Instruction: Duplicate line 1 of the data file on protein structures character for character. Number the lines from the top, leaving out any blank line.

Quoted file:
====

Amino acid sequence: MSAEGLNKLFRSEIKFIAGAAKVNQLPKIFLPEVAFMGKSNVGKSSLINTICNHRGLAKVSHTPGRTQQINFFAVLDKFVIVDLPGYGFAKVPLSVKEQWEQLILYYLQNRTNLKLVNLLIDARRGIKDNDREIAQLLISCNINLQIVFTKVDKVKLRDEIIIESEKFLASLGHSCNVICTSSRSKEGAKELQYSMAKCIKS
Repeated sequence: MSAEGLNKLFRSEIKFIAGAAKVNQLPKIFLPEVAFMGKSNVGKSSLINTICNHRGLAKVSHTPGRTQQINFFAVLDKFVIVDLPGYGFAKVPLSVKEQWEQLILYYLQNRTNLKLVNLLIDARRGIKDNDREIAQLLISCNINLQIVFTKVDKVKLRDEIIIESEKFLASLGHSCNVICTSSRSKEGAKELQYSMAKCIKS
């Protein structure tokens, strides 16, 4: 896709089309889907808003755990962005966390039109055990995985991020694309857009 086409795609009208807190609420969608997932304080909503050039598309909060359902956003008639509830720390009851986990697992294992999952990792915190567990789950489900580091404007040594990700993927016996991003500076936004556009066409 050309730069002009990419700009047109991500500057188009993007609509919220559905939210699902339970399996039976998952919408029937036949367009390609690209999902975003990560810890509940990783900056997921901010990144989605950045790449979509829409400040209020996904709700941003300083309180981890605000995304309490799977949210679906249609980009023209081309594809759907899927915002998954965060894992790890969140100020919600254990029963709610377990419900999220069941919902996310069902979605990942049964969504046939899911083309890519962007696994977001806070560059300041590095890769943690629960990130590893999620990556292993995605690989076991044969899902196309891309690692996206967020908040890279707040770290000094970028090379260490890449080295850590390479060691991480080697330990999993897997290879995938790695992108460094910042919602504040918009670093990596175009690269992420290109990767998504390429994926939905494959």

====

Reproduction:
Amino acid sequence: MSAEGLNKLFRSEIKFIAGAAKVNQLPKIFLPEVAFMGKSNVGKSSLINTICNHRGLAKVSHTPGRTQQINFFAVLDKFVIVDLPGYGFAKVPLSVKEQWEQLILYYLQNRTNLKLVNLLIDARRGIKDNDREIAQLLISCNINLQIVFTKVDKVKLRDEIIIESEKFLASLGHSCNVICTSSRSKEGAKELQYSMAKCIKS